"Techno" Pope blesses 3D printer that makes prosthetics

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Student-designed 3D printers bound for Congo and Uganda to make prosthetic hands from waste plastic (WPVI)

There's no doubt Pope Francis has embraced technology to work for human good.

He's on Twitter and Instagram, and today he embraced another 21st century creation.

During his regular appearance, Francis met students from an Italian technical school.

A team made up of fifteen students from Massimiliano Massimo Institute, located in Rome, made a 3-D printer which makes prosthetic hands from plastic waste, such as bottle caps and containers.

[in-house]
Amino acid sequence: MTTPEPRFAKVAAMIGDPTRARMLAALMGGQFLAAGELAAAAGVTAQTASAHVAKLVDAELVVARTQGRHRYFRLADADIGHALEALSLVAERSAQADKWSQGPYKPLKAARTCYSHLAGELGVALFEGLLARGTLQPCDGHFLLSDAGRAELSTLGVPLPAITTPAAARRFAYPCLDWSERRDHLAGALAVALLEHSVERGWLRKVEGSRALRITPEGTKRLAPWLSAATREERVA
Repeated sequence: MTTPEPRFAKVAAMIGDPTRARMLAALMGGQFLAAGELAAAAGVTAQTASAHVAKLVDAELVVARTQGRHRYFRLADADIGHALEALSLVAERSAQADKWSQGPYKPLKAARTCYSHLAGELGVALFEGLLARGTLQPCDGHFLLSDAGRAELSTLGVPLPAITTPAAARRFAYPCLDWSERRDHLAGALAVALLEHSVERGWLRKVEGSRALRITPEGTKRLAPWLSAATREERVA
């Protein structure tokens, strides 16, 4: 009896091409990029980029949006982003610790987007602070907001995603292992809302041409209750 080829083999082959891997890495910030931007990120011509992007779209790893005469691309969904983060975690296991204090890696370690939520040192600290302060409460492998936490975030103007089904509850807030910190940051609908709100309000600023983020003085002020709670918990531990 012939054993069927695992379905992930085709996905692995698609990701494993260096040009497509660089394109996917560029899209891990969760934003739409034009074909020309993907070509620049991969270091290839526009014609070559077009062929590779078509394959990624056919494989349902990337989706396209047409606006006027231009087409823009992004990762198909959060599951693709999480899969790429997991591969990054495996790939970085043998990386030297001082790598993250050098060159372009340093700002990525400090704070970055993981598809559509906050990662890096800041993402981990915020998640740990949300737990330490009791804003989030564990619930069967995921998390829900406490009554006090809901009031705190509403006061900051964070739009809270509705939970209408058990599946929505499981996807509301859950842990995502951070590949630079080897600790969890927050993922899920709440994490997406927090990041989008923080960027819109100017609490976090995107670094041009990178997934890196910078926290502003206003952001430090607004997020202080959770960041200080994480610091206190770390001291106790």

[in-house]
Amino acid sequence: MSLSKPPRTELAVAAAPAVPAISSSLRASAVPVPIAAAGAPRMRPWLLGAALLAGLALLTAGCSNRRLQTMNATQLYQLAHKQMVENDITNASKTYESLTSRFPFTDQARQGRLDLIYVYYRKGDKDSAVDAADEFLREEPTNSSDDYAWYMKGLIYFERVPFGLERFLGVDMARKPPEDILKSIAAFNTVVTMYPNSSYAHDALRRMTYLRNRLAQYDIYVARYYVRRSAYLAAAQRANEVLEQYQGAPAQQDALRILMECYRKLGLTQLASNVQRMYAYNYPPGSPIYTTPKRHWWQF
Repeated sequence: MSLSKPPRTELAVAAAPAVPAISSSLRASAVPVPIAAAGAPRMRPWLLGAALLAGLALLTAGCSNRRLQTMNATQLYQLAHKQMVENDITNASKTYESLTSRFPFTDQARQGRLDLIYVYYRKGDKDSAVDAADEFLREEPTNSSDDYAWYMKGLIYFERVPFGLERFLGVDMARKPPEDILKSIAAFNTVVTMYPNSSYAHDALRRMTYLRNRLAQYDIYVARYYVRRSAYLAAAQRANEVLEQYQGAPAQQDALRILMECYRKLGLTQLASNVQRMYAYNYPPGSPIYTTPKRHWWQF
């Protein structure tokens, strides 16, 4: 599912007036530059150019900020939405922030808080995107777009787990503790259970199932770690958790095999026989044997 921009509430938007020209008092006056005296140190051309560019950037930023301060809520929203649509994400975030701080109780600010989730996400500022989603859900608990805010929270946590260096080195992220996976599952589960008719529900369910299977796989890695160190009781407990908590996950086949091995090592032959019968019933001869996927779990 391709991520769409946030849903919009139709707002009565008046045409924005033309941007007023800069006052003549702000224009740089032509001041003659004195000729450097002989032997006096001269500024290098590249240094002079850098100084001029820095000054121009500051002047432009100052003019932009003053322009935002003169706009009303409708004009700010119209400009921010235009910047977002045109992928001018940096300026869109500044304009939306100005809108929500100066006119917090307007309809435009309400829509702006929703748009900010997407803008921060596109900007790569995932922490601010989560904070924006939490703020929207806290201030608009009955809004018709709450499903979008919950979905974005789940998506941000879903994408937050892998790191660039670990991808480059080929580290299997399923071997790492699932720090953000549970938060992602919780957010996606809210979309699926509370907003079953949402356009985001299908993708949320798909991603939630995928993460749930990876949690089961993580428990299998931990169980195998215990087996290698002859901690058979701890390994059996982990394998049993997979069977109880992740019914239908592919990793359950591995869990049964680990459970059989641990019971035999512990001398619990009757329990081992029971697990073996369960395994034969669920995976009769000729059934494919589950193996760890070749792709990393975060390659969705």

They had help from twenty volunteers and sixty-nine additional students from "Making 3D printers" class.

Through a crowd-funding initiative called Crowd4Africa, they are sending 2 of their printers, along with a 3D print "mini factory," are going to Uganda and Congo to make new hands for people maimed in civil wars, accidents, and by disease.

The printers can also be used to make spare parts, such as those for toilets.

The Pope blessed the printers - and posed for a picture with the students.

The printers could answer two global problems.

The United Nations says 20-million people need prosthetics, but only 2-percent get them.

And it could also be a good way to recycle plastic.

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